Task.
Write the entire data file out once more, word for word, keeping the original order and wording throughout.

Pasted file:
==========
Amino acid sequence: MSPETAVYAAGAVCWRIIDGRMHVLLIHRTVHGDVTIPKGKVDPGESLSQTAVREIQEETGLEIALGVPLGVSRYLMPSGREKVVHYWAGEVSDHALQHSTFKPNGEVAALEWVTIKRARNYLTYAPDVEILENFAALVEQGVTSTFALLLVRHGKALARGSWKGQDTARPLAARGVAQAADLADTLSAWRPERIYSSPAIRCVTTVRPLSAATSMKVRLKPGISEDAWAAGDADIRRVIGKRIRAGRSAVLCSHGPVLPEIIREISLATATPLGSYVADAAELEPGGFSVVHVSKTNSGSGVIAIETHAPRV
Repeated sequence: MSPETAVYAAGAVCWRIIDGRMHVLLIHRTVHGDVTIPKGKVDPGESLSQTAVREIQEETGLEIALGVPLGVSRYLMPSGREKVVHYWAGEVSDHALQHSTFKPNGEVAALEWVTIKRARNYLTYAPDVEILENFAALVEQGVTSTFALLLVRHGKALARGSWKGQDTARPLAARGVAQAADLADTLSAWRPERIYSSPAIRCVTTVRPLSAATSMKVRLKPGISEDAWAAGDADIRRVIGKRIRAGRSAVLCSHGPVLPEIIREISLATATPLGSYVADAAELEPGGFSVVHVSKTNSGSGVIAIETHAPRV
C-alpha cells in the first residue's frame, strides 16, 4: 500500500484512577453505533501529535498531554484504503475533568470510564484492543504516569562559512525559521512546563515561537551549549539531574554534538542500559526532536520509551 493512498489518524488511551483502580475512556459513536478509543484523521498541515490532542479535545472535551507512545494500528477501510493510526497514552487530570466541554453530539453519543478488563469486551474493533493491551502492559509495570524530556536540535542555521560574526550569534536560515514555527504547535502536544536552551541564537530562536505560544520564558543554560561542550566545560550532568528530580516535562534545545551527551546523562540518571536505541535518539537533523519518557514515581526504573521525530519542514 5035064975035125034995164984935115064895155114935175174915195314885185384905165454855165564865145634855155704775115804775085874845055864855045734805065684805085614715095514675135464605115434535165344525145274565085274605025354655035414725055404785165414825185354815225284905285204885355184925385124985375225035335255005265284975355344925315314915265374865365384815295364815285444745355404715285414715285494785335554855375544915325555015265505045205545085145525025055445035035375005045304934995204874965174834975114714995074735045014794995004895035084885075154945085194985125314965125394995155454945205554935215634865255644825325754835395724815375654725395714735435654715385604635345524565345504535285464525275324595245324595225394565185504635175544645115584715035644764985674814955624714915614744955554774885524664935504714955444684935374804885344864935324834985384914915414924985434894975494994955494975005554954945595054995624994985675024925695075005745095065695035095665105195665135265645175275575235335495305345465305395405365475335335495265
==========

Amino acid sequence: MSPETAVYAAGAVCWRIIDGRMHVLLIHRTVHGDVTIPKGKVDPGESLSQTAVREIQEETGLEIALGVPLGVSRYLMPSGREKVVHYWAGEVSDHALQHSTFKPNGEVAALEWVTIKRARNYLTYAPDVEILENFAALVEQGVTSTFALLLVRHGKALARGSWKGQDTARPLAARGVAQAADLADTLSAWRPERIYSSPAIRCVTTVRPLSAATSMKVRLKPGISEDAWAAGDADIRRVIGKRIRAGRSAVLCSHGPVLPEIIREISLATATPLGSYVADAAELEPGGFSVVHVSKTNSGSGVIAIETHAPRV
Repeated sequence: MSPETAVYAAGAVCWRIIDGRMHVLLIHRTVHGDVTIPKGKVDPGESLSQTAVREIQEETGLEIALGVPLGVSRYLMPSGREKVVHYWAGEVSDHALQHSTFKPNGEVAALEWVTIKRARNYLTYAPDVEILENFAALVEQGVTSTFALLLVRHGKALARGSWKGQDTARPLAARGVAQAADLADTLSAWRPERIYSSPAIRCVTTVRPLSAATSMKVRLKPGISEDAWAAGDADIRRVIGKRIRAGRSAVLCSHGPVLPEIIREISLATATPLGSYVADAAELEPGGFSVVHVSKTNSGSGVIAIETHAPRV
C-alpha cells in the first residue's frame, strides 16, 4: 500500500484512577453505533501529535498531554484504503475533568470510564484492543504516569562559512525559521512546563515561537551549549539531574554534538542500559526532536520509551 493512498489518524488511551483502580475512556459513536478509543484523521498541515490532542479535545472535551507512545494500528477501510493510526497514552487530570466541554453530539453519543478488563469486551474493533493491551502492559509495570524530556536540535542555521560574526550569534536560515514555527504547535502536544536552551541564537530562536505560544520564558543554560561542550566545560550532568528530580516535562534545545551527551546523562540518571536505541535518539537533523519518557514515581526504573521525530519542514 5035064975035125034995164984935115064895155114935175174915195314885185384905165454855165564865145634855155704775115804775085874845055864855045734805065684805085614715095514675135464605115434535165344525145274565085274605025354655035414725055404785165414825185354815225284905285204885355184925385124985375225035335255005265284975355344925315314915265374865365384815295364815285444745355404715285414715285494785335554855375544915325555015265505045205545085145525025055445035035375005045304934995204874965174834975114714995074735045014794995004895035084885075154945085194985125314965125394995155454945205554935215634865255644825325754835395724815375654725395714735435654715385604635345524565345504535285464525275324595245324595225394565185504635175544645115584715035644764985674814955624714915614744955554774885524664935504714955444684935374804885344864935324834985384914915414924985434894975494994955494975005554954945595054995624994985675024925695075005745095065695035095665105195665135265645175275575235335495305345465305395405365475335335495265